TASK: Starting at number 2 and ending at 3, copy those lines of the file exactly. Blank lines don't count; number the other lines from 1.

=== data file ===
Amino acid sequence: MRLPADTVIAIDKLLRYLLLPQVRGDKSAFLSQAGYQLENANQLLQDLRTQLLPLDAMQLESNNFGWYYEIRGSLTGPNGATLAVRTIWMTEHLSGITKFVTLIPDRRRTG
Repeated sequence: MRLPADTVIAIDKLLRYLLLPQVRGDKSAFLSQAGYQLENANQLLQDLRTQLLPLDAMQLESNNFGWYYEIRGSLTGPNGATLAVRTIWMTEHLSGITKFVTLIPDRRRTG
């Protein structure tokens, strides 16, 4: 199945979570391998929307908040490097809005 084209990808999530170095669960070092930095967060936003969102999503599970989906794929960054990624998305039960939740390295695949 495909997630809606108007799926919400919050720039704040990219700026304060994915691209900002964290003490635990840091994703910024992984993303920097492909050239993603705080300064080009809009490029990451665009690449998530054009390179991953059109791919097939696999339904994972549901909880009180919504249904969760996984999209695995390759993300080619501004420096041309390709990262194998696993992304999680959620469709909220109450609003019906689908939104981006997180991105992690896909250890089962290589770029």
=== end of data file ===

Repeated sequence: MRLPADTVIAIDKLLRYLLLPQVRGDKSAFLSQAGYQLENANQLLQDLRTQLLPLDAMQLESNNFGWYYEIRGSLTGPNGATLAVRTIWMTEHLSGITKFVTLIPDRRRTG
């Protein structure tokens, strides 16, 4: 199945979570391998929307908040490097809005 084209990808999530170095669960070092930095967060936003969102999503599970989906794929960054990624998305039960939740390295695949 495909997630809606108007799926919400919050720039704040990219700026304060994915691209900002964290003490635990840091994703910024992984993303920097492909050239993603705080300064080009809009490029990451665009690449998530054009390179991953059109791919097939696999339904994972549901909880009180919504249904969760996984999209695995390759993300080619501004420096041309390709990262194998696993992304999680959620469709909220109450609003019906689908939104981006997180991105992690896909250890089962290589770029």